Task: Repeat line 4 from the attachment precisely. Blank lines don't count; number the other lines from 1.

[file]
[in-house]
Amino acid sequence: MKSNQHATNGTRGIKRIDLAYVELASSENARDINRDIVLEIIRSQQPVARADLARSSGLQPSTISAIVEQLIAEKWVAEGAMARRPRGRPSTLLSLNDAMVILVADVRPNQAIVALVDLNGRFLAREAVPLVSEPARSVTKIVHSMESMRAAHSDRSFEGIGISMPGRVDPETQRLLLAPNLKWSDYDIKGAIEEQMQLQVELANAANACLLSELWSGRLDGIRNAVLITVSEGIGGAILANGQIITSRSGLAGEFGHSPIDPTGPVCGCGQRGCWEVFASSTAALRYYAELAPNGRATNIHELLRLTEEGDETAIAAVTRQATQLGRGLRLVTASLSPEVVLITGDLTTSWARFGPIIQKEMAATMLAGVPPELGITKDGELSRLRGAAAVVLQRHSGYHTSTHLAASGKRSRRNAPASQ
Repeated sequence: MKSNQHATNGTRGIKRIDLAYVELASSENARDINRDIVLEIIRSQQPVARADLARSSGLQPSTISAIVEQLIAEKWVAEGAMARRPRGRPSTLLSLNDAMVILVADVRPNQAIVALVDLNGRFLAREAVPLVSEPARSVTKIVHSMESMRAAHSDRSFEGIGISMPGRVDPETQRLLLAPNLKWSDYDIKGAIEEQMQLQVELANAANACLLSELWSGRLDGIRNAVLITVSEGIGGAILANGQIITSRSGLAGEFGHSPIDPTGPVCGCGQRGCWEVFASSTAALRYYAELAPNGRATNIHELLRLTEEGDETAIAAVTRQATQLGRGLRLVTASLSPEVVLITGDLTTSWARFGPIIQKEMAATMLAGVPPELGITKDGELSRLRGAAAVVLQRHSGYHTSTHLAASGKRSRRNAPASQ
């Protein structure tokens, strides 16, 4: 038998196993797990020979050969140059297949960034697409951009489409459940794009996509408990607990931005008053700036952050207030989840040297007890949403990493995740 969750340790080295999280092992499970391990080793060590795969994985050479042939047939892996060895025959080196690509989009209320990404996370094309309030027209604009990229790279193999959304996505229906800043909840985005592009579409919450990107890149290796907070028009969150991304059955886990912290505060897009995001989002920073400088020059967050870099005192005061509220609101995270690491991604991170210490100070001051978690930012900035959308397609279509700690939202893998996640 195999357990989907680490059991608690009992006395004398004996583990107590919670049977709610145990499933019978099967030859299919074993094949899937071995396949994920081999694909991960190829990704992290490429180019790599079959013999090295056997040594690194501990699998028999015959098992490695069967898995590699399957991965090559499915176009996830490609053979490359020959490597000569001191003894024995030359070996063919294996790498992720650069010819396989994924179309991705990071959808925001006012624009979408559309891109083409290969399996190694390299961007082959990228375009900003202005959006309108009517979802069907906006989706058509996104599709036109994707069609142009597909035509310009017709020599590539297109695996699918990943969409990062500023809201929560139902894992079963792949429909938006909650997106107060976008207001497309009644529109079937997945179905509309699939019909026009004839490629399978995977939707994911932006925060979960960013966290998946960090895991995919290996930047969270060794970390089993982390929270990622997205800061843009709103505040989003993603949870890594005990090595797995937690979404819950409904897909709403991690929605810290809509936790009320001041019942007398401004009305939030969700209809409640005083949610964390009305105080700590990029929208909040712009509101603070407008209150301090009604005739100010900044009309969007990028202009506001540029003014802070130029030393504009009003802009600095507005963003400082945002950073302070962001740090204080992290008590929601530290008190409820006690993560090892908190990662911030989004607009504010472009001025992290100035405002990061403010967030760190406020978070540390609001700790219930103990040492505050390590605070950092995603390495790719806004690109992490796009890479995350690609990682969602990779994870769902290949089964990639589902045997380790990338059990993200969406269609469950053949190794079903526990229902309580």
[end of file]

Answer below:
């Protein structure tokens, strides 16, 4: 038998196993797990020979050969140059297949960034697409951009489409459940794009996509408990607990931005008053700036952050207030989840040297007890949403990493995740 969750340790080295999280092992499970391990080793060590795969994985050479042939047939892996060895025959080196690509989009209320990404996370094309309030027209604009990229790279193999959304996505229906800043909840985005592009579409919450990107890149290796907070028009969150991304059955886990912290505060897009995001989002920073400088020059967050870099005192005061509220609101995270690491991604991170210490100070001051978690930012900035959308397609279509700690939202893998996640 195999357990989907680490059991608690009992006395004398004996583990107590919670049977709610145990499933019978099967030859299919074993094949899937071995396949994920081999694909991960190829990704992290490429180019790599079959013999090295056997040594690194501990699998028999015959098992490695069967898995590699399957991965090559499915176009996830490609053979490359020959490597000569001191003894024995030359070996063919294996790498992720650069010819396989994924179309991705990071959808925001006012624009979408559309891109083409290969399996190694390299961007082959990228375009900003202005959006309108009517979802069907906006989706058509996104599709036109994707069609142009597909035509310009017709020599590539297109695996699918990943969409990062500023809201929560139902894992079963792949429909938006909650997106107060976008207001497309009644529109079937997945179905509309699939019909026009004839490629399978995977939707994911932006925060979960960013966290998946960090895991995919290996930047969270060794970390089993982390929270990622997205800061843009709103505040989003993603949870890594005990090595797995937690979404819950409904897909709403991690929605810290809509936790009320001041019942007398401004009305939030969700209809409640005083949610964390009305105080700590990029929208909040712009509101603070407008209150301090009604005739100010900044009309969007990028202009506001540029003014802070130029030393504009009003802009600095507005963003400082945002950073302070962001740090204080992290008590929601530290008190409820006690993560090892908190990662911030989004607009504010472009001025992290100035405002990061403010967030760190406020978070540390609001700790219930103990040492505050390590605070950092995603390495790719806004690109992490796009890479995350690609990682969602990779994870769902290949089964990639589902045997380790990338059990993200969406269609469950053949190794079903526990229902309580």